Perceptions, local residents, casino gambling impacts, bankruptcy and borrowing habits
Original Research Article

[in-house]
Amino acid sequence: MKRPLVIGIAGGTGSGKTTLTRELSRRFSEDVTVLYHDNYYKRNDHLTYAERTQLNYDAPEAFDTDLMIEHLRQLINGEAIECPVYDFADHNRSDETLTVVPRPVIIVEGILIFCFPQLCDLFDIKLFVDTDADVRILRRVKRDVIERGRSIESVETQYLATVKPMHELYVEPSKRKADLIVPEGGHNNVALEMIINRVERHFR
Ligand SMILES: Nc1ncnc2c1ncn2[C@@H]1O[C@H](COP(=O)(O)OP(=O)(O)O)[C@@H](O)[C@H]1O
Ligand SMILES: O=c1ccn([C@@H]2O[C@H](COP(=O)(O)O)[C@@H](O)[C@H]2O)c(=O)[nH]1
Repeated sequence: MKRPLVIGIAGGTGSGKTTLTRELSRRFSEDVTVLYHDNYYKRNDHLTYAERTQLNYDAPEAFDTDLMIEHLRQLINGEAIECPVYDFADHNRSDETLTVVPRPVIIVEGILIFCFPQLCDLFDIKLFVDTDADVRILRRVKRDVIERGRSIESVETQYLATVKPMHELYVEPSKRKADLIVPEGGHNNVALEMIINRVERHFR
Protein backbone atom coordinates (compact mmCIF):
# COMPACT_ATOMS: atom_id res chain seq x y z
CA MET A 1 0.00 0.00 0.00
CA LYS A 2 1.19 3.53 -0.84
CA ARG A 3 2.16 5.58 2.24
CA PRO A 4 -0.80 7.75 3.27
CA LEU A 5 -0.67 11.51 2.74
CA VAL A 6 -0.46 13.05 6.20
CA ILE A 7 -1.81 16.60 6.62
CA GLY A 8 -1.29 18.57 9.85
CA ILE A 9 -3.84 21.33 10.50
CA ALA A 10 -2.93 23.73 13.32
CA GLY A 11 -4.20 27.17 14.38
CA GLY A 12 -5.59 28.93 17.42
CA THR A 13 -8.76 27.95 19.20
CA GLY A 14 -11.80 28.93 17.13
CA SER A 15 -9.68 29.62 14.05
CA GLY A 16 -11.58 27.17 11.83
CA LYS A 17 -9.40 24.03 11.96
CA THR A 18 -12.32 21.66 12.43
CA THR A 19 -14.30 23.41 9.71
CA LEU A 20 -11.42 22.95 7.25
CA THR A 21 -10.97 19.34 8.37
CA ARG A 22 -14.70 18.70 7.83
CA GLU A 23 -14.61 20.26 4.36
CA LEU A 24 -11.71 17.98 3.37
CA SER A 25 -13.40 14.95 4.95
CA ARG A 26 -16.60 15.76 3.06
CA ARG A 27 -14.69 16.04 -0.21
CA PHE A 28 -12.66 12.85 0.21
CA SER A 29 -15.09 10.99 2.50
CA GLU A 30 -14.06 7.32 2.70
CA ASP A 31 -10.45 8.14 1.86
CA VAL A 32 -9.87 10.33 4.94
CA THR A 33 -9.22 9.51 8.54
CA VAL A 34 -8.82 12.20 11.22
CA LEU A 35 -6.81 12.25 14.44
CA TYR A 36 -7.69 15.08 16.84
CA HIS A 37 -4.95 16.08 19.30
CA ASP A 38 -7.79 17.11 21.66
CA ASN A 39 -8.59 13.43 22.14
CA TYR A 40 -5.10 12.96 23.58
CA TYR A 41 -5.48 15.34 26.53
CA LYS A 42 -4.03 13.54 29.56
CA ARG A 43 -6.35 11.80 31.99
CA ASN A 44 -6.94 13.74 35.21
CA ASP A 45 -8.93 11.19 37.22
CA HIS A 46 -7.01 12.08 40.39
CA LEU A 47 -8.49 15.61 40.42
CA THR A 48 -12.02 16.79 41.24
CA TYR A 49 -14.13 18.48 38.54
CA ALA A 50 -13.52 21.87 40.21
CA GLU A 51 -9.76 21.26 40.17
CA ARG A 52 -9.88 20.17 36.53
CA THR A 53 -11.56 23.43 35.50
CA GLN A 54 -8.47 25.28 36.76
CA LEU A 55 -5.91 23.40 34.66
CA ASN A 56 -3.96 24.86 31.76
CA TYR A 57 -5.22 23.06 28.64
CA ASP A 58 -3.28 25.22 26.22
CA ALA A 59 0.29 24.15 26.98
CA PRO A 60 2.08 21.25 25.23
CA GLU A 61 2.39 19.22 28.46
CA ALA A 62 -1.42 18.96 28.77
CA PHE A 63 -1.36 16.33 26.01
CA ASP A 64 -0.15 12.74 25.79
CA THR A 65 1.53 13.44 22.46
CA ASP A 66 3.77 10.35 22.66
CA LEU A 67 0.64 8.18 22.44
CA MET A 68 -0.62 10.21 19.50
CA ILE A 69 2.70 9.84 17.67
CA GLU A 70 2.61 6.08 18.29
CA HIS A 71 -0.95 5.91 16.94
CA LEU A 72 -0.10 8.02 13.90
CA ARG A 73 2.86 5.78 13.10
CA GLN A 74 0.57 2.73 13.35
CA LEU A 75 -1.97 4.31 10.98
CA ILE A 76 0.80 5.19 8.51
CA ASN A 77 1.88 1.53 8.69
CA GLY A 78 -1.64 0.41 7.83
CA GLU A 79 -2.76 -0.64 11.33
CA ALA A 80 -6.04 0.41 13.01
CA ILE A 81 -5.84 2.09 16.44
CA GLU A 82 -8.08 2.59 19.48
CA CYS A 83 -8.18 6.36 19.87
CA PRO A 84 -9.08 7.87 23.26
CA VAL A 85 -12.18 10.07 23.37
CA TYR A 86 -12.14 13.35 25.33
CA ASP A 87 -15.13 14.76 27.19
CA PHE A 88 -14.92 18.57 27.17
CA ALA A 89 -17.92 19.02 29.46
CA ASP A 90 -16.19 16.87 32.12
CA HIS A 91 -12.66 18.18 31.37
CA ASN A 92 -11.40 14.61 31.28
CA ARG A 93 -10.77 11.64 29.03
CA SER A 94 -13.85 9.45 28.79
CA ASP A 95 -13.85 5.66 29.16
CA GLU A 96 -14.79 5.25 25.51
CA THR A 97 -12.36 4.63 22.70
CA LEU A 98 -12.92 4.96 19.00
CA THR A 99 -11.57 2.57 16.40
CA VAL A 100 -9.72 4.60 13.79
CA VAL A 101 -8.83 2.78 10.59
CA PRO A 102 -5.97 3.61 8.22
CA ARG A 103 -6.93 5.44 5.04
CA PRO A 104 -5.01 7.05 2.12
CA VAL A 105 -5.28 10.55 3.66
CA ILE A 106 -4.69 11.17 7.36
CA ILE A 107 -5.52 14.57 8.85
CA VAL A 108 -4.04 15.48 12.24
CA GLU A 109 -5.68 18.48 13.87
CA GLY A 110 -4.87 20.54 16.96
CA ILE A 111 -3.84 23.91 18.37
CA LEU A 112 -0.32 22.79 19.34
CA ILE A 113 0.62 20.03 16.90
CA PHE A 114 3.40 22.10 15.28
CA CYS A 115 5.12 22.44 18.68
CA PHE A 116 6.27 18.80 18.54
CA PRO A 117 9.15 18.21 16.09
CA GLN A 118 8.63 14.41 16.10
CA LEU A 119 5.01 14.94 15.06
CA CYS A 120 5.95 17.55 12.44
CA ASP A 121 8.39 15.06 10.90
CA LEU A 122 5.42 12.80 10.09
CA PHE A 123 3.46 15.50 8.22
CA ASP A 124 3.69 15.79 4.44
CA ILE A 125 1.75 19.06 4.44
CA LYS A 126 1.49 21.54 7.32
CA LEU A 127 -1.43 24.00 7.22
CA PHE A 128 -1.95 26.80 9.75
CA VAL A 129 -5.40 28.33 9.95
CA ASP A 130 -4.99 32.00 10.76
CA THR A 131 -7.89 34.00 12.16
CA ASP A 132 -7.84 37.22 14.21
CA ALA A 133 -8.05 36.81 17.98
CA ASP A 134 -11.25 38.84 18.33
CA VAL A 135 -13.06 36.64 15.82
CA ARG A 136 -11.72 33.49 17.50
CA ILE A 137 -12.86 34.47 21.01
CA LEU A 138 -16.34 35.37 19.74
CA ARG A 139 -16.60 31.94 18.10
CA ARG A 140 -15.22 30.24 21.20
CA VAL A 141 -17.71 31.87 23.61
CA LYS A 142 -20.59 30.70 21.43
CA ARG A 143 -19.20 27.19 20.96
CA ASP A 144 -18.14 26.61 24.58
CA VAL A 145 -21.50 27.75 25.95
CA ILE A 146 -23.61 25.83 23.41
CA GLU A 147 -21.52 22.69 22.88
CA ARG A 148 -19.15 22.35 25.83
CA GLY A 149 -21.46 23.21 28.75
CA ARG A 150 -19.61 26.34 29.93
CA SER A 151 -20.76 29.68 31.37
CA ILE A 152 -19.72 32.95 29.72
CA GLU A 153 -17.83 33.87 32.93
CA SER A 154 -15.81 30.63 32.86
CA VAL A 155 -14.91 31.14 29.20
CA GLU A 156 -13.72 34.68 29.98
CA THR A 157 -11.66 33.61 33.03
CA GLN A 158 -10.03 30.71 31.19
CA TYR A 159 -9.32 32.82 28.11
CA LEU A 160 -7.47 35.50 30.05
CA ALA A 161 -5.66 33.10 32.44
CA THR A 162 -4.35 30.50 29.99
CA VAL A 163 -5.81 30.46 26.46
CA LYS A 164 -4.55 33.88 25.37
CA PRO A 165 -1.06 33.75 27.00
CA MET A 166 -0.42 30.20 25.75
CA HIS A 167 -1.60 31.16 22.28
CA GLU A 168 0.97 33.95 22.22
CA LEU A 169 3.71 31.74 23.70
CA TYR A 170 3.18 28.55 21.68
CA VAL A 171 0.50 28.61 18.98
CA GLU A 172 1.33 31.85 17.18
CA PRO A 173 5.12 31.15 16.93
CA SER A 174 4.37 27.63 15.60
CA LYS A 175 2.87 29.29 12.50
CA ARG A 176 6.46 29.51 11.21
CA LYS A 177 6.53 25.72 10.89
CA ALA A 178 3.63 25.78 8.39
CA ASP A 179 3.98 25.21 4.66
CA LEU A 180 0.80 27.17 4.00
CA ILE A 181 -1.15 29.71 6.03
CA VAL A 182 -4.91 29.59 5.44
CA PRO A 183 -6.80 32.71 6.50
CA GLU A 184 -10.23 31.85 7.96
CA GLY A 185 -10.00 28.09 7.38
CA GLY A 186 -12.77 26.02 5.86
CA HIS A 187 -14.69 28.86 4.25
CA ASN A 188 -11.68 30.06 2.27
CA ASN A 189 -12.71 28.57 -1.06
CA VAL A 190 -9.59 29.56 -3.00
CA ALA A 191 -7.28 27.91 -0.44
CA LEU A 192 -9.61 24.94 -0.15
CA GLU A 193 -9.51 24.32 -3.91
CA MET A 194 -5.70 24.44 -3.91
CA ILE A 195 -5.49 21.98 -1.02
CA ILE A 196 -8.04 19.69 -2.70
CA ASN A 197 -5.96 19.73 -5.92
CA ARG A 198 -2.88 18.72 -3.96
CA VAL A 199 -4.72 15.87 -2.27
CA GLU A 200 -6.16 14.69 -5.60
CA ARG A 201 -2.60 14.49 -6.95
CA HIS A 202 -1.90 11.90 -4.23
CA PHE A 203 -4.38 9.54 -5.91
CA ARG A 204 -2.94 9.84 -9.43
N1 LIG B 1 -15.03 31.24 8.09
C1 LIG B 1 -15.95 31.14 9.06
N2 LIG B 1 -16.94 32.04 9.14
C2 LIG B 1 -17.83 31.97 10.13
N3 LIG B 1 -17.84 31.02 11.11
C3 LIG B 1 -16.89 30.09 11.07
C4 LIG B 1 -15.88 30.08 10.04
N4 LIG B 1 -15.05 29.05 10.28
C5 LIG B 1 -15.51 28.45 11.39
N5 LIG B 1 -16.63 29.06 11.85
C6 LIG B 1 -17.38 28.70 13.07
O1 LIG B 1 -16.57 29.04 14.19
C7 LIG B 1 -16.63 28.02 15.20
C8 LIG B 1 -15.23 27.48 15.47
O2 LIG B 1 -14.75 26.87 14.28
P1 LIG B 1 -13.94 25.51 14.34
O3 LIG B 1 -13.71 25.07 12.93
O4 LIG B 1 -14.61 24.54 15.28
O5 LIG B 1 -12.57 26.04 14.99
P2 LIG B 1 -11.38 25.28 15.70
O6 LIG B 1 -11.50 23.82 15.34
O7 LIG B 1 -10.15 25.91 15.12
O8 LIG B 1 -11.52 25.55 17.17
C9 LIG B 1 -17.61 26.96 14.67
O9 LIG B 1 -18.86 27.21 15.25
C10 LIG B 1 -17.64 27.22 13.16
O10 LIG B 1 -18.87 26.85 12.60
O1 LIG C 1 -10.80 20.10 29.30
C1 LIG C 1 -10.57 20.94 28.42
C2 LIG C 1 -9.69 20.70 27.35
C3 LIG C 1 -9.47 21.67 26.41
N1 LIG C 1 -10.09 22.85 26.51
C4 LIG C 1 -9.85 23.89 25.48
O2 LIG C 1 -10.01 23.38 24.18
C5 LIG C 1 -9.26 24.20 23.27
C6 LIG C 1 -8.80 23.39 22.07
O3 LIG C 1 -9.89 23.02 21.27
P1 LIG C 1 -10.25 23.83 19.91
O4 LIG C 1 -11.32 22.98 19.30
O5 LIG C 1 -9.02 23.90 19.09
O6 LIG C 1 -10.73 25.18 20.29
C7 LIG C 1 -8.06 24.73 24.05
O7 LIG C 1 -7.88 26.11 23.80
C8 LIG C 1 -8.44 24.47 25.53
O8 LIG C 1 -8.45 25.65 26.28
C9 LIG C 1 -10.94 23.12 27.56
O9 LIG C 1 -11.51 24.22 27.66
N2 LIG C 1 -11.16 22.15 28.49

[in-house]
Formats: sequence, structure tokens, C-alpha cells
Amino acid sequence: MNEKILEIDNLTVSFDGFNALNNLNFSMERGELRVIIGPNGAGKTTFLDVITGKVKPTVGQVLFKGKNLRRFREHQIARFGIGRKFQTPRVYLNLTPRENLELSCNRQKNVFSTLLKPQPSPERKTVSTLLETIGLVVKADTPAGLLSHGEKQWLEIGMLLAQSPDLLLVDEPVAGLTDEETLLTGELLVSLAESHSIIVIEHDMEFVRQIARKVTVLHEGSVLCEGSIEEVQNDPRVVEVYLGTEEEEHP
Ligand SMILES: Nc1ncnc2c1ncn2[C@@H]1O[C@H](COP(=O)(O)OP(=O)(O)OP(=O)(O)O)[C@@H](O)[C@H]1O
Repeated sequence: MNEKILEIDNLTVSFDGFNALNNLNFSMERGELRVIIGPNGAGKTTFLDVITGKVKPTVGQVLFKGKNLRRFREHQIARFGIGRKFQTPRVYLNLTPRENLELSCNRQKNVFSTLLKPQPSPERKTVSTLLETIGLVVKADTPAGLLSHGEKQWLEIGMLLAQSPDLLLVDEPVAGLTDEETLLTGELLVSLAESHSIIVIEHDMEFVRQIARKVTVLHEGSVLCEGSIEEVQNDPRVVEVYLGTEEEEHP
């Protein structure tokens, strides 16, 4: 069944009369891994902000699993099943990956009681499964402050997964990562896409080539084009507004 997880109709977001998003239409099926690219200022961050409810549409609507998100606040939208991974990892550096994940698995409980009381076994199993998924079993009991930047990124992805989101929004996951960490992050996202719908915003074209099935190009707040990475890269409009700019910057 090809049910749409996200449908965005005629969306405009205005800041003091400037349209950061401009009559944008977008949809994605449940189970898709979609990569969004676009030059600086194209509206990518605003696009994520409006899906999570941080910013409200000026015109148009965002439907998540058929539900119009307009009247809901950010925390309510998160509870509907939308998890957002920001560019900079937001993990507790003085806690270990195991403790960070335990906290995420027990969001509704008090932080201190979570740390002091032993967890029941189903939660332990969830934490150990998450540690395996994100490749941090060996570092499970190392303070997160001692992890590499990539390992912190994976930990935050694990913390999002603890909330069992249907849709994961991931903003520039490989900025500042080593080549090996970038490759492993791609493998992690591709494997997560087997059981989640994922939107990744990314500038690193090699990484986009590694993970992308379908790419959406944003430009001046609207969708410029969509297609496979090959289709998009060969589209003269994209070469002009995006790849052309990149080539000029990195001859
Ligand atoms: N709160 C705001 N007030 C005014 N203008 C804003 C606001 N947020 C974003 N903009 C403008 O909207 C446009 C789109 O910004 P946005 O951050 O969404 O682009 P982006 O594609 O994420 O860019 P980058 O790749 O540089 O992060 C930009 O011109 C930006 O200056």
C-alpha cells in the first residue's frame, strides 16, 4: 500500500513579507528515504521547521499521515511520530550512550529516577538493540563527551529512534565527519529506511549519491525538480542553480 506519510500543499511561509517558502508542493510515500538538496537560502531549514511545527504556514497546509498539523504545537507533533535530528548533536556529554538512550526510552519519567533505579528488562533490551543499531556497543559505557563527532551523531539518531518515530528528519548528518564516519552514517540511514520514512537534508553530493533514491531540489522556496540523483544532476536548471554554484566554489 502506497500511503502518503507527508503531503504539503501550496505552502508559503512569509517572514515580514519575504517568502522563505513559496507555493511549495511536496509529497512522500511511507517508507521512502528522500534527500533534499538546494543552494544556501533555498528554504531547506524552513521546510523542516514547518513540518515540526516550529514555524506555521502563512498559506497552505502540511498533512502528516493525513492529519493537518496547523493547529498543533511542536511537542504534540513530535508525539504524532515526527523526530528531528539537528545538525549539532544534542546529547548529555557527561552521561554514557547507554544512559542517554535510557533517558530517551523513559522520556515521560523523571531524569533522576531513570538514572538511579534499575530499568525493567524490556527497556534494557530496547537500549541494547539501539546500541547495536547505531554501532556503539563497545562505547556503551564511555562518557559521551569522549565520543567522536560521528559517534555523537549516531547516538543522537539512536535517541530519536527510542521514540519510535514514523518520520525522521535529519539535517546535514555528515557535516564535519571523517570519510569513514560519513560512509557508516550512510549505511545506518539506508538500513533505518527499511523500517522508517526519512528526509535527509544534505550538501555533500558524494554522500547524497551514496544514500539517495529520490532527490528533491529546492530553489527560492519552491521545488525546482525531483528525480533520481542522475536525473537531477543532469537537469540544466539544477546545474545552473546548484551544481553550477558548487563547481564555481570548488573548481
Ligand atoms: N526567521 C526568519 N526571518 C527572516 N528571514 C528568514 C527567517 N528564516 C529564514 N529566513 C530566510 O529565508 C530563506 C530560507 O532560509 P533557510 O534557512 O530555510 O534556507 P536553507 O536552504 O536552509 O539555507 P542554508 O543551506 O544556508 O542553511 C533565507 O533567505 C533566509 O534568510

This study attempts to establish a dialogue between perceived negative impacts associated with borrowing money to gamble and the resulting bankruptcies in three ways: matching local resident opinions with evidence they are asked to provide; determining causal effects of evidence on perceptions; and confirming the bankruptcy issues by using historical data. The results of the study are mixed. On one hand, they indicate a close tie between borrowing perceptions and real facts. However, on the other hand, they also report that bankruptcy related perceptions are not based on evidence and suggest that several factors are at play besides the casino gambling revenue. An empirical time series analysis of historical data illustrates and supports this contention. These results have important policy implications for regulators and operators of the casino industry.